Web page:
Fences damaged by neighbour (WA) - Letter of Demand

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Dart 77

Active Member
11 July 2021
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Hi All and thanks for any input.

In WA we have HardiFence which is compressed concrete sheets in a wave profile and tin capping on the top. It has now been phased out in WA and only ColorBond Fencing is available. I have owned this property for over 23 years, the Hardi Fences on one side, while not perfect, are (were) in good serviceable condition, until the new owner next door smashed through both fences on a quad bike he was racing around on, on New Year's Eve. He smashed through our dividing (common) fence as well as smashing my own fence on the other side. He also damaged gardens on both sides of my fence (not a common fence) which divides my front yard and back yard. No apologies were heard.

Can I claim money from him for damage to the garden? I want $300 for the damage to the garden. It is very upsetting and stressful and one of the Monsterias was around 13 years old, as well as other plants trampled etc when him and his mates patched up the fences temporarily. But how can that cost be proved or justified, even though it is small?

I have already sent him a letter in his letterbox and his GF (via her email) some fence quotes and a friendly sort of reminder, and a few months ago I went ahead and paid for a new Colorbond fence to replace my own fence. He has seen it, but 8 months later he has not said anything or responded but he did mumble something about giving me some money for it during a chat over the fence once, but nothing so far. They both work, he is an electrician so money would not be the issue. She didn't even answer the email I sent which had a table I made up with three fence quote comparisons. Prior to crashing into these fences, he also damaged the common fence some months previously when removing some large gumtrees which were right on our fence line. And didn't tell me about it, although I knew straight away.

To complicate matters, he has gone ahead and butchered a tree of mine that was partly over his fence and not at all a danger (trunk was vertical to the fence) and didn't even have the courtesy to inform me first or leave me any of the branches which I said I wanted for firewood. Prior to this, a rotten branch came down in his backyard and I gave him a $100 cash to pay for petrol to take the foliage to the dump. I have been generous and easy going about this whole thing but he has taken full advantage of it.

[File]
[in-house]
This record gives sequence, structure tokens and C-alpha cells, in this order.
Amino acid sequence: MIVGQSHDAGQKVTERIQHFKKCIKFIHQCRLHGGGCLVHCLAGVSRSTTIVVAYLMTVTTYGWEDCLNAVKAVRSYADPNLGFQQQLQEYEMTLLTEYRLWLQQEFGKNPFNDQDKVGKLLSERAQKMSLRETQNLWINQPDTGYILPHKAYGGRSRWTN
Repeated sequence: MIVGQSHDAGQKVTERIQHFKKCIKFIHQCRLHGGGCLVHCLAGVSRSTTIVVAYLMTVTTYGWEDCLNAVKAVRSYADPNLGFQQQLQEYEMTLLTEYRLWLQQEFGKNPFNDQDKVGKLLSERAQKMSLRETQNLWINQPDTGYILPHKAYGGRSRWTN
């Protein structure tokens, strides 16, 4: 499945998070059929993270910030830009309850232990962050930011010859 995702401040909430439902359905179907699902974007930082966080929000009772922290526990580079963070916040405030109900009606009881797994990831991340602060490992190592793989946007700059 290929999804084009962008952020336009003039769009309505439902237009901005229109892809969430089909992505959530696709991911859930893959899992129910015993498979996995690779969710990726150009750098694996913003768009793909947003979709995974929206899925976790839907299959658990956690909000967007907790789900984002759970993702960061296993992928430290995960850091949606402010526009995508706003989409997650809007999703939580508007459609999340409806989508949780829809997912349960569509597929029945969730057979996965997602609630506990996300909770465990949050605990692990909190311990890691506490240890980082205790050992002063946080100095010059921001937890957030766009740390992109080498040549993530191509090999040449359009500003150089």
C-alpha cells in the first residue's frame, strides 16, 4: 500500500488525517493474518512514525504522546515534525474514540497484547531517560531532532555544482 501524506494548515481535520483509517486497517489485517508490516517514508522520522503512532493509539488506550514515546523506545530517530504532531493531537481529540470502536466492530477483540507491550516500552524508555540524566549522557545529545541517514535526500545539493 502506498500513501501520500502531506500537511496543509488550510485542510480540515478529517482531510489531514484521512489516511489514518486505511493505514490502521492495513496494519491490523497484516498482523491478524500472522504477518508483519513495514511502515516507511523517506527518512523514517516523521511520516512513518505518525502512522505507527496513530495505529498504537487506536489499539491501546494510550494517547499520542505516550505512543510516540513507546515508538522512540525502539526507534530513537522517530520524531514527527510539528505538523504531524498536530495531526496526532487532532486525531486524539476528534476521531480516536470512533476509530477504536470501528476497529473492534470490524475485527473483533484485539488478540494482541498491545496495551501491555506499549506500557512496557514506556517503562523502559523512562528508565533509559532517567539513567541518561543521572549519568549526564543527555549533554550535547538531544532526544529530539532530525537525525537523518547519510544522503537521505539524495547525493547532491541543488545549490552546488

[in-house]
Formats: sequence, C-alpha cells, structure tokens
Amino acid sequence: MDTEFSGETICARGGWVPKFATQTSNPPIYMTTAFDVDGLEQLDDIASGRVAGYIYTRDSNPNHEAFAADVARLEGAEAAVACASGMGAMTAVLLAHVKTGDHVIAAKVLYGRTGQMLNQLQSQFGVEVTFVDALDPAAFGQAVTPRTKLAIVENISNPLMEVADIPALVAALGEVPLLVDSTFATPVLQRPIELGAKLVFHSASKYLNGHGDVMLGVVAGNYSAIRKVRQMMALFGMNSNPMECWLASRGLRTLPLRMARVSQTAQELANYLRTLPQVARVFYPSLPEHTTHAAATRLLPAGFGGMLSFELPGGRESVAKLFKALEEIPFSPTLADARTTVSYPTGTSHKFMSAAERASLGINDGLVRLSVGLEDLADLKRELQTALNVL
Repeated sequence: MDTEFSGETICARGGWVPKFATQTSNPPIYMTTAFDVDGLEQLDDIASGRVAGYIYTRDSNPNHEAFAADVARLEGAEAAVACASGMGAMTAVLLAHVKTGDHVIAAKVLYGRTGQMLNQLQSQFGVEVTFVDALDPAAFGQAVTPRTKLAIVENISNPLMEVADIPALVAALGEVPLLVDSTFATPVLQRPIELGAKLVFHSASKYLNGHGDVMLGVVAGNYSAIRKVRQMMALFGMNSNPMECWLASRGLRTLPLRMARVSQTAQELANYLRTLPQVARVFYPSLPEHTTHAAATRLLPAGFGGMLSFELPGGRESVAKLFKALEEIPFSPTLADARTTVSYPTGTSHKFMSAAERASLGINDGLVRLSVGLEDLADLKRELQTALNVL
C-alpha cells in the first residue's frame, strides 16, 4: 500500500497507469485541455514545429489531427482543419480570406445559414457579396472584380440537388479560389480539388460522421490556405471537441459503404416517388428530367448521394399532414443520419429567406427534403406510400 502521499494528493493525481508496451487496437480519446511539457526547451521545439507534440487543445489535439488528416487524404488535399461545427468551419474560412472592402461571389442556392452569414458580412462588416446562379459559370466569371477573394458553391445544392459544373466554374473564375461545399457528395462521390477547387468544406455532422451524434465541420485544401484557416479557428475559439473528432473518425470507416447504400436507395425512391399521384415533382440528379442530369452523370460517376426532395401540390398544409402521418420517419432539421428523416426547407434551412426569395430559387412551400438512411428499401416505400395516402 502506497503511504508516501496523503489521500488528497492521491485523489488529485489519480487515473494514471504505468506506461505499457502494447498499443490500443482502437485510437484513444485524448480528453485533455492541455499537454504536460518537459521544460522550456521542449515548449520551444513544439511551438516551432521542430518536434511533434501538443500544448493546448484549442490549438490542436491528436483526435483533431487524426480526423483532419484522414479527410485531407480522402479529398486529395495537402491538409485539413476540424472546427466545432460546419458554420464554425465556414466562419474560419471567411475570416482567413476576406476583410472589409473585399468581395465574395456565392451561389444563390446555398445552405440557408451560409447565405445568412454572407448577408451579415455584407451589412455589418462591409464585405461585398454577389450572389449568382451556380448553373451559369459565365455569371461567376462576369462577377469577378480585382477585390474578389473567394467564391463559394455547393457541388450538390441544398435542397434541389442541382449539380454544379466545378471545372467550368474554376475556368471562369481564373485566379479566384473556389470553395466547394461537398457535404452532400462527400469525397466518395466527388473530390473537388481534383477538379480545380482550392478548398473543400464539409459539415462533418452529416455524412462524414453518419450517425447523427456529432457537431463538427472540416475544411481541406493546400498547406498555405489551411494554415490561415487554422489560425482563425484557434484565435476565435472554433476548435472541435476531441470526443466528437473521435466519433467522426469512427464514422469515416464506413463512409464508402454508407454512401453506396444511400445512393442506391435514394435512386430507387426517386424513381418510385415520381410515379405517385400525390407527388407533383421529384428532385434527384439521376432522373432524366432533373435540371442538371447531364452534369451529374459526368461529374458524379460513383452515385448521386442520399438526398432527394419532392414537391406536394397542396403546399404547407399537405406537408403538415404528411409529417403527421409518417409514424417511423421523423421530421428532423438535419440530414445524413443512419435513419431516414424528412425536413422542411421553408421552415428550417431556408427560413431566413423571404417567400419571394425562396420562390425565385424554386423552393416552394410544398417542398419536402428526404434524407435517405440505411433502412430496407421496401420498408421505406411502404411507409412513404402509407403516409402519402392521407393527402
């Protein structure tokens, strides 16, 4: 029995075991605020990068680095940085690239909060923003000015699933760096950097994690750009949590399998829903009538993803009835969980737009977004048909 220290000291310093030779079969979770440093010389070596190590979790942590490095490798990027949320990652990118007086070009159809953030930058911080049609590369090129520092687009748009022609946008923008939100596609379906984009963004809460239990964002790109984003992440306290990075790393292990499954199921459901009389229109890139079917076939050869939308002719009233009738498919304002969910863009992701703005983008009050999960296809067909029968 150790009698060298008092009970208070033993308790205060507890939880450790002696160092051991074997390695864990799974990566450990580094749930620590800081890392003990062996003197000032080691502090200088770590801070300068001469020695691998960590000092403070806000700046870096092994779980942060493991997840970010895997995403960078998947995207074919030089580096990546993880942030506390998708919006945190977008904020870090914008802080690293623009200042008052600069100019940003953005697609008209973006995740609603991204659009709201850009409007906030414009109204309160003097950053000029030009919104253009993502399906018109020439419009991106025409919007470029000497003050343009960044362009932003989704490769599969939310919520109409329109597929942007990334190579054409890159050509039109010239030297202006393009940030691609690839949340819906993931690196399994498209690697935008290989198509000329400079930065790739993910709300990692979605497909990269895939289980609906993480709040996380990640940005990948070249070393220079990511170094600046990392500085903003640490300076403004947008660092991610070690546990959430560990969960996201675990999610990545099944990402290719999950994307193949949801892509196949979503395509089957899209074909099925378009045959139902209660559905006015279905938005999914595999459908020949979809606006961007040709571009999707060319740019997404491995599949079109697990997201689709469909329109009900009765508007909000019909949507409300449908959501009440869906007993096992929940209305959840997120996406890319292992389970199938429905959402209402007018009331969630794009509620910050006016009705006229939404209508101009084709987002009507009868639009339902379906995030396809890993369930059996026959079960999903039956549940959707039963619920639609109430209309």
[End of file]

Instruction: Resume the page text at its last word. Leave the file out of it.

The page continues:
I am now arranging Debt Collection Solicitors to have a Letter of Demand sent for my costs in erecting a new fence (my fence, not the common fence - that is a separate matter, yet to be resolved).

My questions are, should I send another letter at the same time detailing why I am seeking reimbursement of costs? It would include my observations of his lack of communication, what he had done, his responsibilities and other things. The formatted LoD doesn't allow for explanations, just sets out the costs being sought.

And what happens if he only pays half, or only one instalment? It's only $1300 being sought, so if he only pays say, $500, is it still worth it to initiate court?

Finally, what about the common fence that he has damaged twice? Should I have to pay any contribution to that? It wasn't new and a bit uneven, but perfectly serviceable as a fence.

Thanks for reading.
 

Rod

Lawyer
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27 May 2014
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You have good questions best answered by your solicitor.
 

Atticus

Well-Known Member
6 February 2019
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It's only $1300 being sought, so if he only pays say, $500, is it still worth it to initiate court?
Not sure engaging a solicitor @$400 odd an hour plus paperwork is really going to be worth it.... Have you considered just a DIY via the WA small claims court starting with a letter of demand? It's fairly well explained at >>> Civil Matters
Finally, what about the common fence that he has damaged twice? Should I have to pay any contribution to that? It wasn't new and a bit uneven, but perfectly serviceable as a fence.